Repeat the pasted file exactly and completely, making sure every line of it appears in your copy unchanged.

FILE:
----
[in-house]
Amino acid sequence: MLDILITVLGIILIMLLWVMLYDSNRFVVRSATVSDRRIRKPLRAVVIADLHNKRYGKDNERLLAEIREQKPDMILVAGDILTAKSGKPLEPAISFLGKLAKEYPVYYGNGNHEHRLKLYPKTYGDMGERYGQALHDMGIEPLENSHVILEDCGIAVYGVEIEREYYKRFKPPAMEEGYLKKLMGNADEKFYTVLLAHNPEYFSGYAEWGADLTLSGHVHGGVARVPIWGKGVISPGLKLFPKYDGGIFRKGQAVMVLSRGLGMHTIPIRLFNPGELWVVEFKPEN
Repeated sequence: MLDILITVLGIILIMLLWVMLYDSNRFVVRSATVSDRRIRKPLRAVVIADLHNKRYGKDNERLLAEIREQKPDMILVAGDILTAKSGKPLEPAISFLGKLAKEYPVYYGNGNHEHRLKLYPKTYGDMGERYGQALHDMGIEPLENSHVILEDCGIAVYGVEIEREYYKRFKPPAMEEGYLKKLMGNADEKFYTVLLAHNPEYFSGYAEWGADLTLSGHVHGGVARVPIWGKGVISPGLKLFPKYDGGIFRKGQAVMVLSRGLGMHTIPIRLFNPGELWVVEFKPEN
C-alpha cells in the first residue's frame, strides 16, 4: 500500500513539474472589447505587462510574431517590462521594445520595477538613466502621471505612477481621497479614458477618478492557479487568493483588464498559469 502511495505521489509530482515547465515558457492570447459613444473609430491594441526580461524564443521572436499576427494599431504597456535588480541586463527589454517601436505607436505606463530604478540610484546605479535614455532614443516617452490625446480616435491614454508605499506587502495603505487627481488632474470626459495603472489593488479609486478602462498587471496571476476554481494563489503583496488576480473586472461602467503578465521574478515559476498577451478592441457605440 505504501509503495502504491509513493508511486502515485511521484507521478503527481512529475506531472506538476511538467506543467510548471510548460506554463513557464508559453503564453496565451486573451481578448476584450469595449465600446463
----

[in-house]
Amino acid sequence: MLDILITVLGIILIMLLWVMLYDSNRFVVRSATVSDRRIRKPLRAVVIADLHNKRYGKDNERLLAEIREQKPDMILVAGDILTAKSGKPLEPAISFLGKLAKEYPVYYGNGNHEHRLKLYPKTYGDMGERYGQALHDMGIEPLENSHVILEDCGIAVYGVEIEREYYKRFKPPAMEEGYLKKLMGNADEKFYTVLLAHNPEYFSGYAEWGADLTLSGHVHGGVARVPIWGKGVISPGLKLFPKYDGGIFRKGQAVMVLSRGLGMHTIPIRLFNPGELWVVEFKPEN
Repeated sequence: MLDILITVLGIILIMLLWVMLYDSNRFVVRSATVSDRRIRKPLRAVVIADLHNKRYGKDNERLLAEIREQKPDMILVAGDILTAKSGKPLEPAISFLGKLAKEYPVYYGNGNHEHRLKLYPKTYGDMGERYGQALHDMGIEPLENSHVILEDCGIAVYGVEIEREYYKRFKPPAMEEGYLKKLMGNADEKFYTVLLAHNPEYFSGYAEWGADLTLSGHVHGGVARVPIWGKGVISPGLKLFPKYDGGIFRKGQAVMVLSRGLGMHTIPIRLFNPGELWVVEFKPEN
C-alpha cells in the first residue's frame, strides 16, 4: 500500500513539474472589447505587462510574431517590462521594445520595477538613466502621471505612477481621497479614458477618478492557479487568493483588464498559469 502511495505521489509530482515547465515558457492570447459613444473609430491594441526580461524564443521572436499576427494599431504597456535588480541586463527589454517601436505607436505606463530604478540610484546605479535614455532614443516617452490625446480616435491614454508605499506587502495603505487627481488632474470626459495603472489593488479609486478602462498587471496571476476554481494563489503583496488576480473586472461602467503578465521574478515559476498577451478592441457605440 505504501509503495502504491509513493508511486502515485511521484507521478503527481512529475506531472506538476511538467506543467510548471510548460506554463513557464508559453503564453496565451486573451481578448476584450469595449465600446463